You can help your pelvic floor recover by:

  • avoiding bouncing exercises
  • doing pelvic floor exercises
  • squeezing and holding your pelvic floor muscles before sneezing, coughing or lifting objects
  • avoiding lifting heavy objects

These issues should get better in 6 months after giving birth.

When can I expect my periods to return?

The time to ovulation after giving birth is variable. So, it's best to consider contraception early, before you plan to have intercourse (sex) again. Your doctor or midwife will be able to advise you about this.

How should I approach future pregnancy?

Some parents want to try for a baby again soon after a stillbirth or neonatal death. However, it may be helpful to give yourself time for your body and emotions to recover first.

If you fall pregnant again before processing your grief, you may find it more difficult to:

It may be helpful for some people to have medical tests or genetic counselling before becoming pregnant again. This can check if you or your partner have any underlying medical conditions that could cause a complicated pregnancy. Your doctor will be able to refer you to the most appropriate service.

Resources and support

For support, you can speak to your doctor, midwife, maternal child health nurse or social worker. They can guide you through the process after the birth. They will also be able to advise you about who can help you if your grief becomes overwhelming.

For support and information about suppressing, expressing and donating breastmilk, call the Australian Breastfeeding Association on 1800 686 268.

You can find more information, resources and support through:

Lifeline supports anyone having a personal crisis — call 13 11 14 or chat online.

Griefline provides telephone support — call 1300 845 745, Mon to Fri, 8am to 8pm (AEST).

Speak to a maternal child health nurse

Call Pregnancy, Birth and Baby to speak to a maternal child health nurse on 1800 882 436 or video call. Available 7am to midnight (AET), 7 days a week.

Learn more here about the development and quality assurance of healthdirect content.

Last reviewed: May 2023


Back To Top

Need more information?

Pregnancy loss

Unfortunately not all pregnancies are successful. Find out more on miscarriage, ectopic pregnancy, molar pregnancy and stillbirth and neonatal birth.

Read more on Pregnancy, Birth & Baby website

Managing after pregnancy loss

Centre of Perinatal Excellence

Read more on COPE - Centre of Perinatal Excellence website

Experiencing a pregnancy loss

Losing a baby during pregnancy can be devastating and you might experience a range of emotions. Find out what’s normal and what might help you cope.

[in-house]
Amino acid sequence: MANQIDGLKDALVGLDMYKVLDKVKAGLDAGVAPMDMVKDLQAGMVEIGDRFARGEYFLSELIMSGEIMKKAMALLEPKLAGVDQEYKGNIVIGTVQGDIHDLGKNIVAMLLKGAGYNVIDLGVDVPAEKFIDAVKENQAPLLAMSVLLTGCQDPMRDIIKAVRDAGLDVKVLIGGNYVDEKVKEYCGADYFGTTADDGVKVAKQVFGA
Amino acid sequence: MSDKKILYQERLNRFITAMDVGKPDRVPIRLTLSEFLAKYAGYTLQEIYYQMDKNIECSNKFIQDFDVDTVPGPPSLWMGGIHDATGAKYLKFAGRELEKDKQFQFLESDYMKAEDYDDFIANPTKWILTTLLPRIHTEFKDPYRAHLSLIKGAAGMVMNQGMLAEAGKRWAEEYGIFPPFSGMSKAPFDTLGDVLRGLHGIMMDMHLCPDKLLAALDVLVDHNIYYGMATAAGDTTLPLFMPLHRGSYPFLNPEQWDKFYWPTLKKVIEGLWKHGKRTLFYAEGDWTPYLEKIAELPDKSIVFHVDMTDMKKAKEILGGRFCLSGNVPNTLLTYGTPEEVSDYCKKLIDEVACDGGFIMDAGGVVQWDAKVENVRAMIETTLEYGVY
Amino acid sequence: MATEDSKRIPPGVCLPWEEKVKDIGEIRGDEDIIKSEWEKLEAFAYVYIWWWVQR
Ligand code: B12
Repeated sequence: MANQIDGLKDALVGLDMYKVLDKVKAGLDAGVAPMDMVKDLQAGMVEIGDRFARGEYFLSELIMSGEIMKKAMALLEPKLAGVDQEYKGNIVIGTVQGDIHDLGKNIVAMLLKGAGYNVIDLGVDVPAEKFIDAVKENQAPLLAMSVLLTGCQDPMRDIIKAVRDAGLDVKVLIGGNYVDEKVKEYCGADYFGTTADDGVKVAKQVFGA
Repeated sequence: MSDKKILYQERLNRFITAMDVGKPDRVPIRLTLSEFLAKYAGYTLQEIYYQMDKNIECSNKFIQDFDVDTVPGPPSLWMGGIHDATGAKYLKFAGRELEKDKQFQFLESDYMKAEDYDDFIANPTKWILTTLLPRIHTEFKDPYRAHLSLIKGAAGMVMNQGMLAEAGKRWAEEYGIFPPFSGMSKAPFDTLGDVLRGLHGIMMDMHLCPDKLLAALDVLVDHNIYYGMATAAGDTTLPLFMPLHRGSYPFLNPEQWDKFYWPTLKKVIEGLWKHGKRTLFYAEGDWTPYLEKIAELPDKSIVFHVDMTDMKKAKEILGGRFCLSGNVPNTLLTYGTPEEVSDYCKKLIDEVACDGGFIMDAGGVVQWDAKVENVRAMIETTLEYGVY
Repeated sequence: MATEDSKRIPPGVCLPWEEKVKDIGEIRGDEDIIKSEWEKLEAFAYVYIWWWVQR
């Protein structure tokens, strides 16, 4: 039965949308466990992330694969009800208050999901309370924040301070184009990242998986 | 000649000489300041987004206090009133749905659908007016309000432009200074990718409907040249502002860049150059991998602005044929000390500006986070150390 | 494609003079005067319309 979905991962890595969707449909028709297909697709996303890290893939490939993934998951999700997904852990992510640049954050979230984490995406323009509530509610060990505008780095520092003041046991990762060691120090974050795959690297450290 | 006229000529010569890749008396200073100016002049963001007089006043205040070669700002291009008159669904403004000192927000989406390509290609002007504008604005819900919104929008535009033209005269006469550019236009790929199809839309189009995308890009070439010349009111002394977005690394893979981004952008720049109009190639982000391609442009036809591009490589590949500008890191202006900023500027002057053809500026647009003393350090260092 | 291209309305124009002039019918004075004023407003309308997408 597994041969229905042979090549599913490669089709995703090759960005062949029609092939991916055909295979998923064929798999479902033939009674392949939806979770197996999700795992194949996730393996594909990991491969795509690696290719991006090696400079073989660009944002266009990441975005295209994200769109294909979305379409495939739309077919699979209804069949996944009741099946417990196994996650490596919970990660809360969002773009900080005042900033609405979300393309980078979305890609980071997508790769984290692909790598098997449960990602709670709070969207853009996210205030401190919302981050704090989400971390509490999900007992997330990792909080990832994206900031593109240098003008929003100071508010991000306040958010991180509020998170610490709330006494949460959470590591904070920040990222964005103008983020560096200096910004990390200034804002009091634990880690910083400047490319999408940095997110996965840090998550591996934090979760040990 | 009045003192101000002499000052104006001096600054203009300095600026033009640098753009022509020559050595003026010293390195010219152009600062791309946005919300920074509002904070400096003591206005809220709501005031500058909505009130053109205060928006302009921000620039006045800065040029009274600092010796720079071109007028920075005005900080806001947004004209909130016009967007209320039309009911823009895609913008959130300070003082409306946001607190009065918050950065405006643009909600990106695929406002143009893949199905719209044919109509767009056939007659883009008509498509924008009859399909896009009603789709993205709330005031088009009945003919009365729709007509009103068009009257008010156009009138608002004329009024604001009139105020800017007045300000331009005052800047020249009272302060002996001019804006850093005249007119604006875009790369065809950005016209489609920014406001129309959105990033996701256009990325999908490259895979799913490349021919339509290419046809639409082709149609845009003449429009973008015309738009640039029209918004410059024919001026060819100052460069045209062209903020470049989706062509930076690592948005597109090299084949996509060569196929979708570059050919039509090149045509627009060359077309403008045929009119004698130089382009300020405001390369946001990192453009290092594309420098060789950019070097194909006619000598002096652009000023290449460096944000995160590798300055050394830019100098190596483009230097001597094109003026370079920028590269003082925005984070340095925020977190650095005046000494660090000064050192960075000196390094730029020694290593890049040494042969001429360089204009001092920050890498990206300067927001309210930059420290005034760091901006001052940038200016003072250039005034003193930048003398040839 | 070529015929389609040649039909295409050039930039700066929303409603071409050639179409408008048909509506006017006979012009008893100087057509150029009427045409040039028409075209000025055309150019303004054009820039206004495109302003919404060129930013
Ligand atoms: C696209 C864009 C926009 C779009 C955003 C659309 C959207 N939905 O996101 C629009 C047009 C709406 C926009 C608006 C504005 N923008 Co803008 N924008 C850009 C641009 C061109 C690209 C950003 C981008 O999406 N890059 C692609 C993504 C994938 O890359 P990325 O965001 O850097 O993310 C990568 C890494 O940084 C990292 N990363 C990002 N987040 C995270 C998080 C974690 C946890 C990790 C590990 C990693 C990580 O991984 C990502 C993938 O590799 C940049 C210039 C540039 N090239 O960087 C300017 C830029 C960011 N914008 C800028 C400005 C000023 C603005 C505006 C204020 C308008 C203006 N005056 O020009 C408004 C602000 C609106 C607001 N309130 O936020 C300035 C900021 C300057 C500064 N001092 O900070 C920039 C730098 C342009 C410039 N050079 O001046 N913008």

Read more on Pregnancy, Birth & Baby website

The Pink Elephants Support Network - Recurrent pregnancy loss

There are many proposed causes, however what can often be most difficult for women emotionally, is that in a number of cases, the cause will remain unknown

Read more on The Pink Elephants Support Network website

Pregnancy Loss Support Services for LGBTIQA+ - Miscarriage Australia

If you are experiencing miscarriage as an LGBTIQA+ person or partner you may prefer to seek support through LGBTIQA+ friendly services.

Read more on Miscarriage Australia website

Pregnancy Loss Support Services for Men - Miscarriage Australia

There are many services in Australia to help support you. Some are for anyone affected by miscarriage and some are specifically for men.

Read more on Miscarriage Australia website

Pregnancy and loss | NT.GOV.AU

Bereavement support organisations.

Read more on NT Health website

Coping after miscarriage - COPE

One in five pregnancies end in miscarriage which is defined as a pregnancy loss that occurs before week 20 of a pregnancy.

Read more on COPE - Centre of Perinatal Excellence website

Supporting someone who's had a miscarriage - Miscarriage Australia

If a loved one has experienced a miscarriage, your empathy and acknowledgement of their pregnancy loss can be of enormous value.

Read more on Miscarriage Australia website

For Women - Miscarriage Australia

Every woman will experience miscarriage differently. Here we share pregnancy loss information and support services specifically for women.

Read more on Miscarriage Australia website

Call us and speak to a Maternal Child Health Nurse for personal advice and guidance.

Need further advice or guidance from our maternal child health nurses?

Healthdirect Australia acknowledges the Traditional Owners of Country throughout Australia and their continuing connection to land, sea and community. We pay our respects to the Traditional Owners and to Elders both past and present.

This information is for your general information and use only and is not intended to be used as medical advice and should not be used to diagnose, treat, cure or prevent any medical condition, nor should it be used for therapeutic purposes.

The information is not a substitute for independent professional advice and should not be used as an alternative to professional health care. If you have a particular medical problem, please consult a healthcare professional.

Except as permitted under the Copyright Act 1968, this publication or any part of it may not be reproduced, altered, adapted, stored and/or distributed in any form or by any means without the prior written permission of Healthdirect Australia.